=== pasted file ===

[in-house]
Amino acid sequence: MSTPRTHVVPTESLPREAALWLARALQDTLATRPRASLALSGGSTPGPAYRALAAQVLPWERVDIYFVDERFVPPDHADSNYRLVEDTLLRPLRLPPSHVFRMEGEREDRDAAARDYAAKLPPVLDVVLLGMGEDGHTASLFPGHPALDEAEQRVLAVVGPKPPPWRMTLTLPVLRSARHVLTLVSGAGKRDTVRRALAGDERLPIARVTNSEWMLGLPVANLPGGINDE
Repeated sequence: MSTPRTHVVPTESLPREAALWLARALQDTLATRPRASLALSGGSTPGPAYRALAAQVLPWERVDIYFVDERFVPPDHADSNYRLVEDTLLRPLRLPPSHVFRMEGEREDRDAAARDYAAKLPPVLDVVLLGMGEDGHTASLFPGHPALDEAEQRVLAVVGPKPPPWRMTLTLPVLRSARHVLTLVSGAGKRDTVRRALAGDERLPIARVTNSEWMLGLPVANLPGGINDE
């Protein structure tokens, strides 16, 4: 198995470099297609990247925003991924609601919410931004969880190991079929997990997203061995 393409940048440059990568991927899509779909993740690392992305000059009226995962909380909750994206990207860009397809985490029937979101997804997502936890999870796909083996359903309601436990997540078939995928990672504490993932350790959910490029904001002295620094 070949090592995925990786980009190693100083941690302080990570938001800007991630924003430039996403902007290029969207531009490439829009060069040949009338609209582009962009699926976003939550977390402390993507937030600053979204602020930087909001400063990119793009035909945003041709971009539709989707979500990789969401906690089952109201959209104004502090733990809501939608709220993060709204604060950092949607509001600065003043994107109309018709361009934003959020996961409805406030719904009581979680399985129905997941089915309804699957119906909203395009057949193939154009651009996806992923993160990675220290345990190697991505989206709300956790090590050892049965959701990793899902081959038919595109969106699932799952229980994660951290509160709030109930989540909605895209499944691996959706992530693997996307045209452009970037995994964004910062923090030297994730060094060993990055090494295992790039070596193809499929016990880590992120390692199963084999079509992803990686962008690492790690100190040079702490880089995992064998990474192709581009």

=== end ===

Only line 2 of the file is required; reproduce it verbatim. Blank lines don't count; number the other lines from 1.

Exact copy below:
Amino acid sequence: MSTPRTHVVPTESLPREAALWLARALQDTLATRPRASLALSGGSTPGPAYRALAAQVLPWERVDIYFVDERFVPPDHADSNYRLVEDTLLRPLRLPPSHVFRMEGEREDRDAAARDYAAKLPPVLDVVLLGMGEDGHTASLFPGHPALDEAEQRVLAVVGPKPPPWRMTLTLPVLRSARHVLTLVSGAGKRDTVRRALAGDERLPIARVTNSEWMLGLPVANLPGGINDE